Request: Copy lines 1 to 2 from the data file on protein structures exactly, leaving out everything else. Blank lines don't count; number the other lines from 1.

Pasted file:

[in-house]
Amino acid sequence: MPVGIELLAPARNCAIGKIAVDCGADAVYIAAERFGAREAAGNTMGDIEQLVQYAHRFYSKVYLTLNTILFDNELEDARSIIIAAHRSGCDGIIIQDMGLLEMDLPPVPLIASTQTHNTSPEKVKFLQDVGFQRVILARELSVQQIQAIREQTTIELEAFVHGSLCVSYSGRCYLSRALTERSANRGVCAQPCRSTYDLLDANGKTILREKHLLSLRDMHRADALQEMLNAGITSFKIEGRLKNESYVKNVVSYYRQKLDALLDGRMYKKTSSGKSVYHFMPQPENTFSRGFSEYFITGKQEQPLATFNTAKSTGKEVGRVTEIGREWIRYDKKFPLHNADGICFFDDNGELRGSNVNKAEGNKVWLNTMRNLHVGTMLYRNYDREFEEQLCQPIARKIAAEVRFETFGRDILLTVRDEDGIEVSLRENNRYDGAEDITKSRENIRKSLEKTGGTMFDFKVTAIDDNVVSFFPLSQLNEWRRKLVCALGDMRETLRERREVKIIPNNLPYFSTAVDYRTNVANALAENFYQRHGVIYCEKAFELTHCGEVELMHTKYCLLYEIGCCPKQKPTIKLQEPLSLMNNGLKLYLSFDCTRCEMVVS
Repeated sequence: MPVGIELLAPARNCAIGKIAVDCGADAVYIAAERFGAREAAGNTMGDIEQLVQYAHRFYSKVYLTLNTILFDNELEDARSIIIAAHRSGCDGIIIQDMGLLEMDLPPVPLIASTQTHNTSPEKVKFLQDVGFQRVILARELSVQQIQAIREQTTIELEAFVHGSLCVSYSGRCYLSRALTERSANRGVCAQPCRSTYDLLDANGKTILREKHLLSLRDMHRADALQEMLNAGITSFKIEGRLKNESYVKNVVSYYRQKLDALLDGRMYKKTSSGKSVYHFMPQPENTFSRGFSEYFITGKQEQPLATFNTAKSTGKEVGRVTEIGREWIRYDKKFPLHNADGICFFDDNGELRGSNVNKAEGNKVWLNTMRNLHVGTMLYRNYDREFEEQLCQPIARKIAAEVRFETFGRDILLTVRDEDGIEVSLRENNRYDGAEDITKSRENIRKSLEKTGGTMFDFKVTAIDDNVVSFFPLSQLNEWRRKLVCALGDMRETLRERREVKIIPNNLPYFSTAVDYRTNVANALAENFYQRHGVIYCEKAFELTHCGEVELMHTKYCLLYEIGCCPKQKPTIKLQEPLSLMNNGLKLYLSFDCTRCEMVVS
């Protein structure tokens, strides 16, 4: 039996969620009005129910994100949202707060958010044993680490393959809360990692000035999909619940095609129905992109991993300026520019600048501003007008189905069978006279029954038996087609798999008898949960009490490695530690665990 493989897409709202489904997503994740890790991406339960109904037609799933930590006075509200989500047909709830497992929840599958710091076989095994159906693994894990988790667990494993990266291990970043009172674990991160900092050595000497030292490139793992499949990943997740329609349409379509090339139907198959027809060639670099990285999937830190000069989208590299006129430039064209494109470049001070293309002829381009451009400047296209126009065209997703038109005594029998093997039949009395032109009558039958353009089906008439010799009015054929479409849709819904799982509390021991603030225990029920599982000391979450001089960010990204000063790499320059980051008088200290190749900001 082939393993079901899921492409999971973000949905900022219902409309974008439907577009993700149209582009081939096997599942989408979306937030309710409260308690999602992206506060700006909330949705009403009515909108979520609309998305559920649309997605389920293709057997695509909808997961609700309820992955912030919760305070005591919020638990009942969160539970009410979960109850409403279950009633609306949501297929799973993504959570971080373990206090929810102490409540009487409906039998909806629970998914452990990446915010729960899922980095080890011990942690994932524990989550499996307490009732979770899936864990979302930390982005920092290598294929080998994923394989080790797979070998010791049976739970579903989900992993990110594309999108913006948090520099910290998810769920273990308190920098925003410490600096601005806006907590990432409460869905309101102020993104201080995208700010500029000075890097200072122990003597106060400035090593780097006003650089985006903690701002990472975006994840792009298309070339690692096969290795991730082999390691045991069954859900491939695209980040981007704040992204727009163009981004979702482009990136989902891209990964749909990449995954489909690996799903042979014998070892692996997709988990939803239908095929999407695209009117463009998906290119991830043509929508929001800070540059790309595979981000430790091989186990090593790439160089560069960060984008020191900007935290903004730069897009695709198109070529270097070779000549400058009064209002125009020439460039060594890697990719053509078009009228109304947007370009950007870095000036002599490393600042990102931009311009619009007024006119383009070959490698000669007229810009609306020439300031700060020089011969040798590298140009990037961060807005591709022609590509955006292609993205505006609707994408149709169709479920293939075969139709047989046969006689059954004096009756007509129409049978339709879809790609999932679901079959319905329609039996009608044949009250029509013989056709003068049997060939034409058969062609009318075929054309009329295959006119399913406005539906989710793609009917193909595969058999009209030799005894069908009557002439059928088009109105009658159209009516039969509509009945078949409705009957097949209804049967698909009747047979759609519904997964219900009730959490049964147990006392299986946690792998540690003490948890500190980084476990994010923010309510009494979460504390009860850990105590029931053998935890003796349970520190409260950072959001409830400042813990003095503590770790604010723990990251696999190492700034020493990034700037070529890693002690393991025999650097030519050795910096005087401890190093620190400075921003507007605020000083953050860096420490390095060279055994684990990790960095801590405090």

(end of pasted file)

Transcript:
[in-house]
Amino acid sequence: MPVGIELLAPARNCAIGKIAVDCGADAVYIAAERFGAREAAGNTMGDIEQLVQYAHRFYSKVYLTLNTILFDNELEDARSIIIAAHRSGCDGIIIQDMGLLEMDLPPVPLIASTQTHNTSPEKVKFLQDVGFQRVILARELSVQQIQAIREQTTIELEAFVHGSLCVSYSGRCYLSRALTERSANRGVCAQPCRSTYDLLDANGKTILREKHLLSLRDMHRADALQEMLNAGITSFKIEGRLKNESYVKNVVSYYRQKLDALLDGRMYKKTSSGKSVYHFMPQPENTFSRGFSEYFITGKQEQPLATFNTAKSTGKEVGRVTEIGREWIRYDKKFPLHNADGICFFDDNGELRGSNVNKAEGNKVWLNTMRNLHVGTMLYRNYDREFEEQLCQPIARKIAAEVRFETFGRDILLTVRDEDGIEVSLRENNRYDGAEDITKSRENIRKSLEKTGGTMFDFKVTAIDDNVVSFFPLSQLNEWRRKLVCALGDMRETLRERREVKIIPNNLPYFSTAVDYRTNVANALAENFYQRHGVIYCEKAFELTHCGEVELMHTKYCLLYEIGCCPKQKPTIKLQEPLSLMNNGLKLYLSFDCTRCEMVVS